Finally, as we onlookers battled sleepy eyelids in the late hours, we were rewarded with a sweet offering to curb our own midnight munchies. Family and friends ate tong yuen (glutinous rice balls in sweet soup) together for the couple to have a well-rounded, sweet life stuck by each other’s side. Not quite as satisfying as a midnight kebab run, but a treat for sweet dreams.

I slept for a few hours, but before the sun had risen, my mum woke me as she shuffled out of the room to help the bridal party prepare.

Meanwhile the groom and his procession prepared to make their way to our house. They bore traditional gifts for my cousin’s family: a basket of mandarins and apples, a whole roast pig, and a bottle of brandy (to appease the father of the bride, I assume!). When the groom and his procession arrived at the bride’s house, they had to pass a series of ‘tests’ to ensure the groom was fit to be her husband. These ‘tests’ were actually fun door games designed by the bridesmaids as the price of entry into the house. I giggled at the groomsmen doing push-ups with loud bridesmaids sitting on their backs, juggling eggs, getting their leg hair waxed off (it was noisy), and passing items from mouth to mouth. Once the bridesmaids were appeased, the groom’s procession finally entered the house to deliver their gifts and exchange the wedding rings. Solemnly the bride’s family gave their own gifts to the groom: a men’s wallet and a new pair of trousers.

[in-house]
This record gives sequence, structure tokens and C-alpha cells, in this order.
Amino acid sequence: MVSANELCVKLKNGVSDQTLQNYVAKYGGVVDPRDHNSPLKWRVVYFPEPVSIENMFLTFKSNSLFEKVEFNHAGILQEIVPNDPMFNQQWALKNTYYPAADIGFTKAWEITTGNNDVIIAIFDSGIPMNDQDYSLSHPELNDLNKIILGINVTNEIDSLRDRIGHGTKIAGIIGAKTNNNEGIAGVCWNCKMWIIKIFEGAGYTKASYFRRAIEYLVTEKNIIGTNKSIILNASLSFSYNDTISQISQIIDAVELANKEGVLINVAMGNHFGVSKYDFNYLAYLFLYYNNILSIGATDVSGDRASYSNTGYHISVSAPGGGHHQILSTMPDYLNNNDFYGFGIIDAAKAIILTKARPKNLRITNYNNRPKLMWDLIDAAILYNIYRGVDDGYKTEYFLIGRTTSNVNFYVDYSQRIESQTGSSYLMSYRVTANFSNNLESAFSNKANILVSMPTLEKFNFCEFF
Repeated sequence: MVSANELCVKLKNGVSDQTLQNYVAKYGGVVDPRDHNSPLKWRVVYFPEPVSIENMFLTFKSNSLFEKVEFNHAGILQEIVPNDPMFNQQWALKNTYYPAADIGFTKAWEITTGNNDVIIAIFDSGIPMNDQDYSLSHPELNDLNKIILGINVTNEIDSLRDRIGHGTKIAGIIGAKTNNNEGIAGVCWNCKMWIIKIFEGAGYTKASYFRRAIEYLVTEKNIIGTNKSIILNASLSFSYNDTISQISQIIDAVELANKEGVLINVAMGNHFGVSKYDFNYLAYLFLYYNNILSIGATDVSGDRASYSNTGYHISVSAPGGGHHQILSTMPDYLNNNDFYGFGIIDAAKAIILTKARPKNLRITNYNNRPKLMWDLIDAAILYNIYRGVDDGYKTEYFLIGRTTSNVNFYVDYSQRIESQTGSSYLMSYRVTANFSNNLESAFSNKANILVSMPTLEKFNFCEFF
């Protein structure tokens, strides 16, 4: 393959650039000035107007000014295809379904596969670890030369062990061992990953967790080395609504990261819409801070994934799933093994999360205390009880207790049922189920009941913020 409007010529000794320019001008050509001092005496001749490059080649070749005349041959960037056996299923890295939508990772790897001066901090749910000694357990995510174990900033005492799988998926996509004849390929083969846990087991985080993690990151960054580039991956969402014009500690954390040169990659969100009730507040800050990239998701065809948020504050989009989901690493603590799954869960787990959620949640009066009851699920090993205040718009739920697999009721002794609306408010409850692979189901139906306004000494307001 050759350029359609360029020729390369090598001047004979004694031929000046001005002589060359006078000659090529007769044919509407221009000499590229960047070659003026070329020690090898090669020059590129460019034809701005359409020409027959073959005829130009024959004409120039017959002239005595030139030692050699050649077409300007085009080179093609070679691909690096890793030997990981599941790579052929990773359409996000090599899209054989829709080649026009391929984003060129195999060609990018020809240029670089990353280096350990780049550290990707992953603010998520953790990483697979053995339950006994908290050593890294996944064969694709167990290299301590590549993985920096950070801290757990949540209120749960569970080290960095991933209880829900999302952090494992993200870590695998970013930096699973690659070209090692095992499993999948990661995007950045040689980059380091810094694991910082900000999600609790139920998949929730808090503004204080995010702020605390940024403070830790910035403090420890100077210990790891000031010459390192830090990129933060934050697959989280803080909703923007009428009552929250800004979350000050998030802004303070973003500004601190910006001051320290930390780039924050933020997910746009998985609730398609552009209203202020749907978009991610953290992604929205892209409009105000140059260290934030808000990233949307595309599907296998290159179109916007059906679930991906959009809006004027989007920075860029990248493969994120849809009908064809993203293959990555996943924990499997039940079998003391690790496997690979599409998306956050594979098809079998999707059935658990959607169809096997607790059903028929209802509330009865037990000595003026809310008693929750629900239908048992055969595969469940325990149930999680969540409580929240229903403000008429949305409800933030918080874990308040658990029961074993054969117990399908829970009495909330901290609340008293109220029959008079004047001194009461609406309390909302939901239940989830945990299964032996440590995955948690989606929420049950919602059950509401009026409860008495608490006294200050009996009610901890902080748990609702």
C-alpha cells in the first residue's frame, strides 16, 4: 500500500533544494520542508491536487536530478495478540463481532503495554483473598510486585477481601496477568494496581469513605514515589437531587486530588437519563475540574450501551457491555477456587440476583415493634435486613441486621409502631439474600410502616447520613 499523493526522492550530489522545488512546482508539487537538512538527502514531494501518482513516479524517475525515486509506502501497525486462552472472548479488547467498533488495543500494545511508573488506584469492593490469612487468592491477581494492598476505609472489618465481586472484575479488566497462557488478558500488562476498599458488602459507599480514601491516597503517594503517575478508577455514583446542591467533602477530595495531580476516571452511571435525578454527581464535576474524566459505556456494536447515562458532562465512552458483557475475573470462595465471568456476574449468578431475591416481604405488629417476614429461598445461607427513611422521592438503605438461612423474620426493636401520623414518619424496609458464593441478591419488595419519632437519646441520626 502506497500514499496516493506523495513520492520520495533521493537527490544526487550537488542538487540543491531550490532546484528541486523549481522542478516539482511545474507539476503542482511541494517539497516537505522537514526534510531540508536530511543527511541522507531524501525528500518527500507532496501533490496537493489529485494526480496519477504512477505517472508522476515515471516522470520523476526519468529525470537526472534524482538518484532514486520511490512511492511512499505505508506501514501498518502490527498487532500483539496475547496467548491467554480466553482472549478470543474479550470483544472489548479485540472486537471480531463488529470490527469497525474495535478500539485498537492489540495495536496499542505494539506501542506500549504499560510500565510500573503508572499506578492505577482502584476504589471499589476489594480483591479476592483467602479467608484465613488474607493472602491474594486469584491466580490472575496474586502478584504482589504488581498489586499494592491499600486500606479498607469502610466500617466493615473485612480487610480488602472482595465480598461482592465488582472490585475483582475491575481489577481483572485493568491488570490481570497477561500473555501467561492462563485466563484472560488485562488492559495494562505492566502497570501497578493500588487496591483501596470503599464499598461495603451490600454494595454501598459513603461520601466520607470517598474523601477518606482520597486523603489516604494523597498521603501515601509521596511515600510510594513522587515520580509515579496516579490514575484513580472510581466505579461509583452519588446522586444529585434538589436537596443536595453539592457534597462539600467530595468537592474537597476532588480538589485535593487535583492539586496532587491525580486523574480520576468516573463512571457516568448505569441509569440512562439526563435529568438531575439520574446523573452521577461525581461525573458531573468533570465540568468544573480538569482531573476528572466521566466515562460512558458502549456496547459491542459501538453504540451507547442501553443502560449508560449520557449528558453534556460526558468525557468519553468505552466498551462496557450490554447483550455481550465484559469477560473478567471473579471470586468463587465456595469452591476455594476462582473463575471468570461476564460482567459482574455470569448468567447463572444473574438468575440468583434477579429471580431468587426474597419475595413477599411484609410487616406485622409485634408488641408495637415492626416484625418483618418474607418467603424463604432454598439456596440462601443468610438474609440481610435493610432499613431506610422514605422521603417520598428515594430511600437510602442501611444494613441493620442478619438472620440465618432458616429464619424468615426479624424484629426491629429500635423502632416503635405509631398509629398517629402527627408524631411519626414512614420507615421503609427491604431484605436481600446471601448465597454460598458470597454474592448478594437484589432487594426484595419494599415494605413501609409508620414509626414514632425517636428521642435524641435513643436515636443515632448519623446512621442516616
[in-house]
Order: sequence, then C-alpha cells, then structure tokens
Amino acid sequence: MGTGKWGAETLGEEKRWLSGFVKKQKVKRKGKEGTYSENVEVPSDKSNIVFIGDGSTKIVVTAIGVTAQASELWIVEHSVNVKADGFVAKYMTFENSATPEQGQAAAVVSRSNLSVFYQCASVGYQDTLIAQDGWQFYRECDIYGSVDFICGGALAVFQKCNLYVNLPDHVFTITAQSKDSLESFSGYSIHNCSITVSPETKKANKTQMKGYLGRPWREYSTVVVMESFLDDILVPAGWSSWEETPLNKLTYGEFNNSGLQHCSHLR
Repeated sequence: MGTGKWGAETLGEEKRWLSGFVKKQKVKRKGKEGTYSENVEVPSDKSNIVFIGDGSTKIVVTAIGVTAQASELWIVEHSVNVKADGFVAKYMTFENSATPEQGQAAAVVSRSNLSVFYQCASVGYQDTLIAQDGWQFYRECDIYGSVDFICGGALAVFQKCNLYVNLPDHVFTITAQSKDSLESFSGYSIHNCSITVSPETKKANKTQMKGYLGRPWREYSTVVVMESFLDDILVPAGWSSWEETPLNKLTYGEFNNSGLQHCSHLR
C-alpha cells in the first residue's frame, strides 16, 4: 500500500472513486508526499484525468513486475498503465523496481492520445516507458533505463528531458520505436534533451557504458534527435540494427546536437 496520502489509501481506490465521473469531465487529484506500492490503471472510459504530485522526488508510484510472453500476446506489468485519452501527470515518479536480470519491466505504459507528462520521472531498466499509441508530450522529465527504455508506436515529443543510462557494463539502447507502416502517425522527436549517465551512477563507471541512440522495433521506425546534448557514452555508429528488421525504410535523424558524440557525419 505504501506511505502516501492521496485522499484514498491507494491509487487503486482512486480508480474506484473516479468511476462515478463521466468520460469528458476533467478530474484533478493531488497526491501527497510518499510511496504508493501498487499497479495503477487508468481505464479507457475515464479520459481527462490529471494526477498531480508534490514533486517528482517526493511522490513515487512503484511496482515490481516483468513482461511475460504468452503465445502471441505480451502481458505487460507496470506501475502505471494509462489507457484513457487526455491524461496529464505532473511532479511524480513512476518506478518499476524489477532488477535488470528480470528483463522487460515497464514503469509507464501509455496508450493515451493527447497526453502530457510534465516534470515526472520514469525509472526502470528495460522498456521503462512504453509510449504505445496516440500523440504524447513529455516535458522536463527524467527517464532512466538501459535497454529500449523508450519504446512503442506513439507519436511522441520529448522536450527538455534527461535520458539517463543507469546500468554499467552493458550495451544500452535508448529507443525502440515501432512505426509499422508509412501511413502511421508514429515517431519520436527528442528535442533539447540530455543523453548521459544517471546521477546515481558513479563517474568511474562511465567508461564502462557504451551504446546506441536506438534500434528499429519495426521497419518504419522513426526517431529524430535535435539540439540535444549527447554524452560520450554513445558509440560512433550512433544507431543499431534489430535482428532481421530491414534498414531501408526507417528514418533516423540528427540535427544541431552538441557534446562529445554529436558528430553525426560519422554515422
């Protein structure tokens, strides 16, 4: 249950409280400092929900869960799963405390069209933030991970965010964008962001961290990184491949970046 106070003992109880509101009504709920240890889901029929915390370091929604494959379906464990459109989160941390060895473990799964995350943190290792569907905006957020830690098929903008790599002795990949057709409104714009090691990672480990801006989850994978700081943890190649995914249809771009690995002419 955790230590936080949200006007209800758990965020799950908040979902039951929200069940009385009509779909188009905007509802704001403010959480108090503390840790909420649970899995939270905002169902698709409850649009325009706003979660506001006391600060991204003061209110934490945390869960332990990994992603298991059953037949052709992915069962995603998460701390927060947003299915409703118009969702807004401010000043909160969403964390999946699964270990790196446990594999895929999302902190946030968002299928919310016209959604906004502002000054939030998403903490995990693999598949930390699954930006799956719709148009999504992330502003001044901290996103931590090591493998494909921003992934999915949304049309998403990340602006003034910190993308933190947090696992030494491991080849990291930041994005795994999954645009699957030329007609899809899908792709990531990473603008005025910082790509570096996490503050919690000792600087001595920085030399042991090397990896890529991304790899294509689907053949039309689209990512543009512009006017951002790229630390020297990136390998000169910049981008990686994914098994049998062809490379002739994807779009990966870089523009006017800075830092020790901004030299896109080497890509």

The whole roast pig brought by the groom was cut up and shared out, but the head and the tail were returned to the groom. So that he could ‘have a head and have a tail’, as the Chinese saying goes, meaning that there is always a beginning and an ending, and that all things complete as a cycle. Honestly though, this part was probably just an excuse to enjoy some crispy pork belly. For the guests it was finally makan time! A buffet-style spread of fried noodles, roti, curries, and kuih (Malaysian style cakes and pastries) was unveiled (and devoured).